This year’s baseball feel-good story should be the Colorado Rockies – a bad-to-middling team throughout most of its 15-year existence playing out of the limelight of the Eastern media. They can’t be ignored now, having reached the World Series following an unprecedented late-season run of 21 victories in 22 games.
They will play for the “world championship” against either the hated Boston Red Sox or a Cleveland team with the unfortunate moniker of Indians and a logo even worse. I really want to root for the Rockies, but I can’t.
I don’t care that they play in a stadium named after Adolph Coors or that Colorado is home of the most dangerous organization in America, “Focus on the Family.” My objection is that the organization's CEO, general manager and field manager have put together a team based not on tactics like the sacrifice bunt but on the sacrifice of Jesus
This team, exposed by USA .
Today last year as a fount of evangelism, does not permit adult magazines in the clubhouse, music with obscene words or players who do not live up to certain moral standards. (Notwithstanding the CEO’s conviction of driving while impaired in 2003 when the Rockies finished 26 games out of first place and just before he happened to find Jesus.) Group prayer is strongly encouraged, and it may have worked in that the team that prays together triple-plays together.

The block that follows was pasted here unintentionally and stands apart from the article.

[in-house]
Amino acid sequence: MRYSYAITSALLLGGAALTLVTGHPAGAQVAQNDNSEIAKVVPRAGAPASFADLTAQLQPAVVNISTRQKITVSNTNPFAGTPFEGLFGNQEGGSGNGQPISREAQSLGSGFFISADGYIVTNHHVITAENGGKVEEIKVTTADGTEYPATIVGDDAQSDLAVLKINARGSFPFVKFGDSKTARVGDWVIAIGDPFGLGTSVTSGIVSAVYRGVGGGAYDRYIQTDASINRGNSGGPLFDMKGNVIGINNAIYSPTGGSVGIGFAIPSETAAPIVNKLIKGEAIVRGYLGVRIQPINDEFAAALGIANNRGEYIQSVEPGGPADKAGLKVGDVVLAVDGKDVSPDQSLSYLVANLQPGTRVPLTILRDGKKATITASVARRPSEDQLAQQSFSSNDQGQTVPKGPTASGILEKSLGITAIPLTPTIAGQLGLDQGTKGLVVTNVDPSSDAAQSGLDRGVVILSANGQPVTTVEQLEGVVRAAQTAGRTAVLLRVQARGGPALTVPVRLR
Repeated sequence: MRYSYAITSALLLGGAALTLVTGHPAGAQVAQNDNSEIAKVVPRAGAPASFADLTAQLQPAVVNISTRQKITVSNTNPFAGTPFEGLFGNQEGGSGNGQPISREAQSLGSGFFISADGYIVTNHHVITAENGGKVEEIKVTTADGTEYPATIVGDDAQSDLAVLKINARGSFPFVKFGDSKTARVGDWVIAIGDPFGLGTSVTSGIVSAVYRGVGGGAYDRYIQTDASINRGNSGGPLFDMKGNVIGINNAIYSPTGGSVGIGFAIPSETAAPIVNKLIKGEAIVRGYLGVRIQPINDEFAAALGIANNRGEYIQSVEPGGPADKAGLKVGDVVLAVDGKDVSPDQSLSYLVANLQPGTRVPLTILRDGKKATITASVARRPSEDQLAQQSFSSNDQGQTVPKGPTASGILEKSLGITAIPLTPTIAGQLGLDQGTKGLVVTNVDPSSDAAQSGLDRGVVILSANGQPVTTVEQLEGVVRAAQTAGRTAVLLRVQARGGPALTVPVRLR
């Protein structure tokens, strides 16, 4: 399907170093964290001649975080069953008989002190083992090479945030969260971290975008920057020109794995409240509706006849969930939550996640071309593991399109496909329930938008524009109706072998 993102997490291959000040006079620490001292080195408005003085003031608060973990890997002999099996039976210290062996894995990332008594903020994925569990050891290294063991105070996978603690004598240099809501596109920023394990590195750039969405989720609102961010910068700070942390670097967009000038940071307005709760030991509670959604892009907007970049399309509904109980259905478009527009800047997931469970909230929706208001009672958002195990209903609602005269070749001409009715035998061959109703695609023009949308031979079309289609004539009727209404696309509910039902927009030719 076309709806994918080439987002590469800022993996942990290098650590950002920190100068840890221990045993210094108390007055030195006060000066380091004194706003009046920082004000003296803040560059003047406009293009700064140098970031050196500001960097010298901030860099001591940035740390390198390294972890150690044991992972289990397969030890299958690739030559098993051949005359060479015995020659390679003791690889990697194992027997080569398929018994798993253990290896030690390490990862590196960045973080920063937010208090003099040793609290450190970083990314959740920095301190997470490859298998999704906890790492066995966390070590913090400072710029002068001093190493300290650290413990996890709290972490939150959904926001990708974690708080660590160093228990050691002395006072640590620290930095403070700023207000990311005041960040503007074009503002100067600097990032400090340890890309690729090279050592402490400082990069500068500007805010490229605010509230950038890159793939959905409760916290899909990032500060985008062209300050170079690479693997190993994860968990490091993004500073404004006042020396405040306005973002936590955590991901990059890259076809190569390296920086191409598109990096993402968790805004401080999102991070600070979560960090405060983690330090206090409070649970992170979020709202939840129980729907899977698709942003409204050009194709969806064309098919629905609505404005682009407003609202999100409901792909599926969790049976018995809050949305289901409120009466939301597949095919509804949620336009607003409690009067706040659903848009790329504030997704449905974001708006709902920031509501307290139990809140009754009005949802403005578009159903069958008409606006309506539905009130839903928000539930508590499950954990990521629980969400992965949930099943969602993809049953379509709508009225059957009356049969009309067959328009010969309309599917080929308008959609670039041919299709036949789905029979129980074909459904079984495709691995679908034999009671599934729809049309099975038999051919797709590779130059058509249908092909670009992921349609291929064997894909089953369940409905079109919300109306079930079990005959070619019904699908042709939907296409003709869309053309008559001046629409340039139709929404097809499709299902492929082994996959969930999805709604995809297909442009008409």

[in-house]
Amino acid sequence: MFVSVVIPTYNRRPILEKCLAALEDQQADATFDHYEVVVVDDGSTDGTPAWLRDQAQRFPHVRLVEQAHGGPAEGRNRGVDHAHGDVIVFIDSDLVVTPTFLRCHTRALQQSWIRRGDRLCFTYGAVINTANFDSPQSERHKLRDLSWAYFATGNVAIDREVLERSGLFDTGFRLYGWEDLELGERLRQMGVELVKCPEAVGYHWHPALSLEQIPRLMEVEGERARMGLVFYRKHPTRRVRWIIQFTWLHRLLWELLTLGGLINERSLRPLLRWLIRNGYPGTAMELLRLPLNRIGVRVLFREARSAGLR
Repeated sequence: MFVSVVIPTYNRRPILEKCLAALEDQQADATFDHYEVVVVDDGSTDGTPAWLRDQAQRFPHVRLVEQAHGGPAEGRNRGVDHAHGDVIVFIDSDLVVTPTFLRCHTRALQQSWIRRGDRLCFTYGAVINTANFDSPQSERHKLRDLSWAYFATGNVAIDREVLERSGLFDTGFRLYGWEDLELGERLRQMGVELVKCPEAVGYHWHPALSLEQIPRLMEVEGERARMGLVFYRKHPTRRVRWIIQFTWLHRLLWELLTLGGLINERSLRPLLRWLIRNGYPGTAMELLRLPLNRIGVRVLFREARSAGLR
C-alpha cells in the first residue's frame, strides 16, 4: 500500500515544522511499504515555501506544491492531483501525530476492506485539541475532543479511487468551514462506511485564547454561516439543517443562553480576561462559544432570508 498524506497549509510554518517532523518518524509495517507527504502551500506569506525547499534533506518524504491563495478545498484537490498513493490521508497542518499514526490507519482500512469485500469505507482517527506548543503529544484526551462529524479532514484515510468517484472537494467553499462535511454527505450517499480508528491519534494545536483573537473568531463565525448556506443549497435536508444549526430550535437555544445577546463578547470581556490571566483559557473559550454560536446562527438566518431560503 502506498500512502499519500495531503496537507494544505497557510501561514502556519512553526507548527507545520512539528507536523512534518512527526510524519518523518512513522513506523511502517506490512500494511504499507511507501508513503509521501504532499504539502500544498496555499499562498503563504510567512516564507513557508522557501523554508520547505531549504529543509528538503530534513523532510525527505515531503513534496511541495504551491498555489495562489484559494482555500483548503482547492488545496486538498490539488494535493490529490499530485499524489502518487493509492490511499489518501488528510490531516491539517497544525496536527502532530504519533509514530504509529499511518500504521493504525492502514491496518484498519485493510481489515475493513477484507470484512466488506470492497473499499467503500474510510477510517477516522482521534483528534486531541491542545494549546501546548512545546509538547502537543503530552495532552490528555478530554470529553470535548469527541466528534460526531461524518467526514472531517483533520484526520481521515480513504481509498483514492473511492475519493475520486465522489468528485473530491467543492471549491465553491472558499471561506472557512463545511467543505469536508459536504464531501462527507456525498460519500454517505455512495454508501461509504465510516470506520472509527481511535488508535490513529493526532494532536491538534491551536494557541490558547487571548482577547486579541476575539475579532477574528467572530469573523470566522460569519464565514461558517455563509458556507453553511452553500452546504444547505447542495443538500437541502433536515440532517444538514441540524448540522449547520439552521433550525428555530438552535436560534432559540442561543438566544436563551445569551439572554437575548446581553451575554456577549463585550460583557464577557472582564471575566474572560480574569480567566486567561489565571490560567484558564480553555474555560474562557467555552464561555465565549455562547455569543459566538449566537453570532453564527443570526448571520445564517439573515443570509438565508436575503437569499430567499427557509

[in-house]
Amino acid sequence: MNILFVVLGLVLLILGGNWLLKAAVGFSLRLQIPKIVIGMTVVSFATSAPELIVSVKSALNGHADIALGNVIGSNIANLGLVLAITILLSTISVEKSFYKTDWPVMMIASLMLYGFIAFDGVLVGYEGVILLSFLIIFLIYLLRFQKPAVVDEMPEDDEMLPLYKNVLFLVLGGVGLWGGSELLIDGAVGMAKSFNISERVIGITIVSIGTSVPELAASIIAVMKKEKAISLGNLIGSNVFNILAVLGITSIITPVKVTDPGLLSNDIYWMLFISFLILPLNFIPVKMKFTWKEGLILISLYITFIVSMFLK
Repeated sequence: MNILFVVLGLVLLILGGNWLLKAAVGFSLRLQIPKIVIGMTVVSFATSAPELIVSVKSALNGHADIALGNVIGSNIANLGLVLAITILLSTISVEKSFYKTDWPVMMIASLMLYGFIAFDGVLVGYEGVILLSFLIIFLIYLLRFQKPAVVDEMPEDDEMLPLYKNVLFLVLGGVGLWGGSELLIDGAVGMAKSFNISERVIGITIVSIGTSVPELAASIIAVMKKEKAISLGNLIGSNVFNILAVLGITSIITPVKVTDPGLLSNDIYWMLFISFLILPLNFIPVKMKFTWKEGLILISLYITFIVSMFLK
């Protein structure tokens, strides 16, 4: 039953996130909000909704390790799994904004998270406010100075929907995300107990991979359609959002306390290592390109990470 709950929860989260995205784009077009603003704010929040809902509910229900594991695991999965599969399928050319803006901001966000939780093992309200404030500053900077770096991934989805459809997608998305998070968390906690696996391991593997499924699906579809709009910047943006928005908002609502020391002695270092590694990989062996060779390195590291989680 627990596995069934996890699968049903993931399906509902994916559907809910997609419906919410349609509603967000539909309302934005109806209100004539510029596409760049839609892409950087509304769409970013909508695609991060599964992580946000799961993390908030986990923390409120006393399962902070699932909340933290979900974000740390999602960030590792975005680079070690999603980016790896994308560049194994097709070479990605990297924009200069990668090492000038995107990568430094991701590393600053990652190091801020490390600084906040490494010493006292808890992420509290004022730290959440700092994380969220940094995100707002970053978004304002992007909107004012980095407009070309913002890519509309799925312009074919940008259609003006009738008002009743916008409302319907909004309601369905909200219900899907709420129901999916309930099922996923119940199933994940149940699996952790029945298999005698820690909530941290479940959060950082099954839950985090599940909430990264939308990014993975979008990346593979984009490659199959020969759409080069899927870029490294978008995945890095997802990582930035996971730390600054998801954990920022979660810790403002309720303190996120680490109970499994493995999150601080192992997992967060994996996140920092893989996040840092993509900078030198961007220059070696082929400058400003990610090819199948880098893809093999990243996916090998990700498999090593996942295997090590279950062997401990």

I’ve got no problem with what athletes or anyone else believe, even when they act in the public sphere, so long as government is not involved in promoting religion and I am not required or pressured to go along. It’s just that usually the other team also believes in God, and, most probably, Jesus, and I really think both of Them have other things on Their minds. Like wondering why there are no African-American players on Their favorite team.
I do have a problem, as a sports fan, with athletes and teams attributing their success to a higher power. Last year, when they were just starting to be good, General Manager Dan O’Dowd said, “You look at some of the moves we made and didn't make. You look at some of the games we're winning. Those aren't just a coincidence. God has definitely had a hand in this." Team CEO Charlie Montfort said, “I believe God sends signs, and we're seeing those." I would prefer to believe he merely meant that He is using binoculars from the bleachers to relay the opposing catcher’s signs to the Rockies batters. But that isn’t the truth.
The Truth is that superior athletes work hard, play together and get a little luck. But isn’t luck just a manifestation of a higher power at work? You could believe that, but statistics tell another story.
Baseball is the perfect game because it is built on numbers and long, very long, term trends in which today’s hit that falls just inside the foul line is tomorrow’s homerun ball brought back into the park by the wind for an easy out. The umpire whose blown call put the Rockies into the playoffs will someday make a call that screws them. A daily boxscore is as perfect as a corporate balance sheet; every pitch has a result and when you add them up, the positives for each team that night equal the negatives for the other team. Everything in baseball evens out. Talent rises to the top, and incompetence falls to the bottom.
To me, baseball is a religion with its own rituals, beliefs and icons, and the God who controls things is the God who gave us balance. And the one who sent Rebecca to the well with a pitcher.